Remarkable. The standard of cooking is dastardly high, the artistry kept well in check, the flavours were – in my opinion – calibrated to run riot on your palate, that it made for a breathtaking dining experience. Service took an equally disciplined yet playful approach as the cooking, and so too was the decor; lime green and quite so basic, but refreshing and pressure-free. The only question I kept asking myself throughout the meal was “What’s the catch?”. Why is it so damn affordable.
As I understand it, this modern restaurant offers their three course ala carte menu at a princely sum of £25 during lunch, and the same menu for £38 during dinner. Not that I’m complaining of course, but after a string of new openings (NOPI and Pollen St Social and even St John Hotel) that seem to indicate the return of the swinging binge-times, Medlar’s prices come as a welcomed surprise.
You and I should pay attention to Medlar partly because of the pedigree behind the team. In the hotseat is one Joe Mercer Nairne, previous sous-chef at Chez Bruce and before that, The Savoy Grill. Managing front of house affairs, is the very charming David O’Connor whose CV involved running the teams at The Ledbury, The Square and also Chez Bruce (all of which are Nigel Platts-Martin restaurants) , where he and Joe first forged their friendship, and eventually hatched their plans for gastro-domination with Medlar. Presumably of course.
The ambiance is that of the perfect neighbourhood restaurant. Considering the apparently high average disposable income, it is ironic that King’s Road lacks credible places to dine, so Medlar is actually very good news for this part of town. What do we have here? Sushinho? Confused and tiresome Brazilian-Japanese fusion. Bluebird and it’s ever expanding premises? More style than substance. Made in Italy? Massive pizzas, but a brand of restaurants nearing its twilight, imho. I would be surprised if the King’s Road branch of Byron is not raking in the millions. Lest I forget, there is the Cadogan Arms. That’s semi-decent.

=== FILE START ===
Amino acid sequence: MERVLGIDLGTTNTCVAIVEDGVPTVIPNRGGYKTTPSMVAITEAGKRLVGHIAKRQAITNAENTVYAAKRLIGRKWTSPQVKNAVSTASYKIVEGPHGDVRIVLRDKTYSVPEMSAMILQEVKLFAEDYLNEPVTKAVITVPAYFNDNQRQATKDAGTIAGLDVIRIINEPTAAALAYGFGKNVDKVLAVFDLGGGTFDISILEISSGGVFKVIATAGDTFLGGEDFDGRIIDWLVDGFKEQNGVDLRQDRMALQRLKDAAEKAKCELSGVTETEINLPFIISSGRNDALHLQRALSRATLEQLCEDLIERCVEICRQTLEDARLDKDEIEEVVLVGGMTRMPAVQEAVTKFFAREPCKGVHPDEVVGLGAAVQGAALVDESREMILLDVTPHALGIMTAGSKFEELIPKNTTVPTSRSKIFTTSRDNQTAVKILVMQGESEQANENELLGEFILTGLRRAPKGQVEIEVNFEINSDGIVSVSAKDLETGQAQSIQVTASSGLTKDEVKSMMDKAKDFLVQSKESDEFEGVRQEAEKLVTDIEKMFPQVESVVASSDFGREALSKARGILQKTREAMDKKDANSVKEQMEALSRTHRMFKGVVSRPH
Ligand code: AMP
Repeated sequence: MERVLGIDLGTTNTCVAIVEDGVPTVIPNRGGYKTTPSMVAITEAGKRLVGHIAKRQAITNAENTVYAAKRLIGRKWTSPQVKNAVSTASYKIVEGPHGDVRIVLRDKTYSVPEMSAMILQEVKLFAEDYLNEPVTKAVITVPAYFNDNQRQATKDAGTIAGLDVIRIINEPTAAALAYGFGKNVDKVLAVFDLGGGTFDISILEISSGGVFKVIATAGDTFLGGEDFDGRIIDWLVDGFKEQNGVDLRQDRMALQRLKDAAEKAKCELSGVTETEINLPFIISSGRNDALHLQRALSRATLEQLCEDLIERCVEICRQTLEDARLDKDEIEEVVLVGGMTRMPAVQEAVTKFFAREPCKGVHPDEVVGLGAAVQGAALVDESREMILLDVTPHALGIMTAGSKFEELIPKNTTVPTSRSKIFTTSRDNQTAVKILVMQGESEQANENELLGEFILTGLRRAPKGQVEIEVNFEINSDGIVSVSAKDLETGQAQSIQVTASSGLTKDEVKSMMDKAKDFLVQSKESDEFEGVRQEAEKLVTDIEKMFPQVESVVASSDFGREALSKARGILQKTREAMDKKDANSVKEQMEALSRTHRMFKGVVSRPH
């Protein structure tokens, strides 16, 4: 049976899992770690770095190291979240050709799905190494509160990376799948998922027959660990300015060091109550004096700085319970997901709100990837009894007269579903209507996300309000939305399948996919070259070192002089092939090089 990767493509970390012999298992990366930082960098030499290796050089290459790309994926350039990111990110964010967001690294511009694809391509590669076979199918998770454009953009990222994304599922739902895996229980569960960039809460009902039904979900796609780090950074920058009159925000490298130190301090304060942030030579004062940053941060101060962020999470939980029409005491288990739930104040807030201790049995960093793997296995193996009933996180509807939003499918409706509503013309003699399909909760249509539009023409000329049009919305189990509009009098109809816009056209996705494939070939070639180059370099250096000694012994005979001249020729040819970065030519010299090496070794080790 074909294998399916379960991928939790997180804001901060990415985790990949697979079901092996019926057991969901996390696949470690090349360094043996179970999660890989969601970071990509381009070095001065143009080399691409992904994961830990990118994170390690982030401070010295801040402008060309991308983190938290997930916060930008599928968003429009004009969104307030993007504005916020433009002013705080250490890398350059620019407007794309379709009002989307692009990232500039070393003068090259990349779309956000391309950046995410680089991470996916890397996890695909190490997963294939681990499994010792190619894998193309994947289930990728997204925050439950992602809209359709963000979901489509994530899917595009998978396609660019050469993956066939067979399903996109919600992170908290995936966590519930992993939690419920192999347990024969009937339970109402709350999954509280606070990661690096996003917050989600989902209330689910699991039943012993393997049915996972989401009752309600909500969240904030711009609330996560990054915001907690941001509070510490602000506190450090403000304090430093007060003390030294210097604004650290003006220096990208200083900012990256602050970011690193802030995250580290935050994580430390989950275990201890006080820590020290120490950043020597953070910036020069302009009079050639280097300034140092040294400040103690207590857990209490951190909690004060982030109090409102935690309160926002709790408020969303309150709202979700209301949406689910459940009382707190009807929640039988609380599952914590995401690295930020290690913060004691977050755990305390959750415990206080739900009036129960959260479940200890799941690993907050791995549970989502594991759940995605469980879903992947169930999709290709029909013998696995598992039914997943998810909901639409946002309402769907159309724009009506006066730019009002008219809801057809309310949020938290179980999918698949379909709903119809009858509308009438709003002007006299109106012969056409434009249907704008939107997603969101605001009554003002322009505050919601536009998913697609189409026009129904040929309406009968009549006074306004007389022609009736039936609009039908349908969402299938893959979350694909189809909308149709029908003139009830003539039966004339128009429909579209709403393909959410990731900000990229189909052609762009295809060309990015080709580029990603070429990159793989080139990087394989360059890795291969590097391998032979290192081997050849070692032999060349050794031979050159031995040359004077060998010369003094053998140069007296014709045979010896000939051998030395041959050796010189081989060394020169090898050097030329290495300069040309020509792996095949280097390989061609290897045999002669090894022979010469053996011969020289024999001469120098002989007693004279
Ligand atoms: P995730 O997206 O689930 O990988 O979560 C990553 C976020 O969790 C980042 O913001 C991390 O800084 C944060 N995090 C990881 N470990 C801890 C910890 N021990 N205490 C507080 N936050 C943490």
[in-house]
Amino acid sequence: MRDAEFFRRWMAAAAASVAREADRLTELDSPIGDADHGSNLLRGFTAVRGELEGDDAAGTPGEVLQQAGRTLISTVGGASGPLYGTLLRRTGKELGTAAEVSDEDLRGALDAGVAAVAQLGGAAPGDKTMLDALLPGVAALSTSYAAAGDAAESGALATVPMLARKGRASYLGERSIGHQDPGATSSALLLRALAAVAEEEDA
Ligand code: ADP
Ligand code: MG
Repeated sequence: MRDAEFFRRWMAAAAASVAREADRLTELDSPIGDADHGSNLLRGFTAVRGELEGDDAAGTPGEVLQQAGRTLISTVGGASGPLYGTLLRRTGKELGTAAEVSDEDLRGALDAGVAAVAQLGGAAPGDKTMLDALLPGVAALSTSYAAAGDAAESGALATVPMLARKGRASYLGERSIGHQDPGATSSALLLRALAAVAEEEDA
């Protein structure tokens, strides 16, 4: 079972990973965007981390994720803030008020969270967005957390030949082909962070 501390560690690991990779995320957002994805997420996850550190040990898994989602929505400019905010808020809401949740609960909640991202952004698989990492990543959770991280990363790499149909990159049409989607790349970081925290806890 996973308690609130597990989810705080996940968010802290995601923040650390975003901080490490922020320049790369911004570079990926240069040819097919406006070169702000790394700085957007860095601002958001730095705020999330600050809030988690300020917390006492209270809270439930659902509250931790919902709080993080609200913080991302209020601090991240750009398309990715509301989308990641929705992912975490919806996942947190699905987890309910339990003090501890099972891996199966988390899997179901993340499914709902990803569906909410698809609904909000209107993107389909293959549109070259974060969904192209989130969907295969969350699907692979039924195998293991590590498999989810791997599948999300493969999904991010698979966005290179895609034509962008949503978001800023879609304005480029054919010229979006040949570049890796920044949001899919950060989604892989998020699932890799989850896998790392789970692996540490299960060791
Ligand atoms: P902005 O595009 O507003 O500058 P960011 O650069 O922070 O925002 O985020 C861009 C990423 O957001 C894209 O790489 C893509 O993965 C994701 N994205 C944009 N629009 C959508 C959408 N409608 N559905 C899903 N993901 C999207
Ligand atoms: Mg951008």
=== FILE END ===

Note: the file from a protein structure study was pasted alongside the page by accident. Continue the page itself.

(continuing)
But not as decent as this. Check this out: New season’s asparagus with soft polenta, poached pheasant’s egg, St Georges and Mrs Kirkham’s ; Chilled courgette, chervil and oyster soup with preserved lemon and flowers ; Halibut with petits pois a la Francaise, lardo, radishes, baby gem and jersey royals ; Under blade fillet with persillade snails, salad, triple cooked chips and béarnaise. Starters and mains which could easily slip into a Michelin starred menu for fifty quid; but here, they are part of a £25 lunch menu. £38 when the sun goes down. I drank a glass of (£9) American pinot, La Crema, Sonoma Coast, USA, 2008. So jammy sweet that they as well have supplied my fat burgundy glass with a straw. Silkenly genial.
Duck egg tart with red wine sauce, turnip purée, lardons, young sorrel and sautéed duck heart
Wow. Layers upon layers of flavour. Runny duck egg yolk, a thin (and buttery) filo pastry, spinach (i think), make up the tart. There was strength and maturity in flavour, it was redolent of a well sourced Camembert or perhaps even an Epoisses. The rich red wine sauce only served to amplify the wonderful complexity of the tart. Rich flavour nicely complimented the rubbery texture of the duck hearts and mushrooms. Forest foraged brawn, on a plate. Mmm.
I was told that this was their most popular starter, and with good reason. It’s a real winner, and probably on its way to becoming a future signature dish. I showed my appreciation by mopping up the last of the sauce, with the excellent in house foccacia.
Roast cod with artichokes barigoule, borlotti beans, mussels and rouille… and extra triple cooked chips.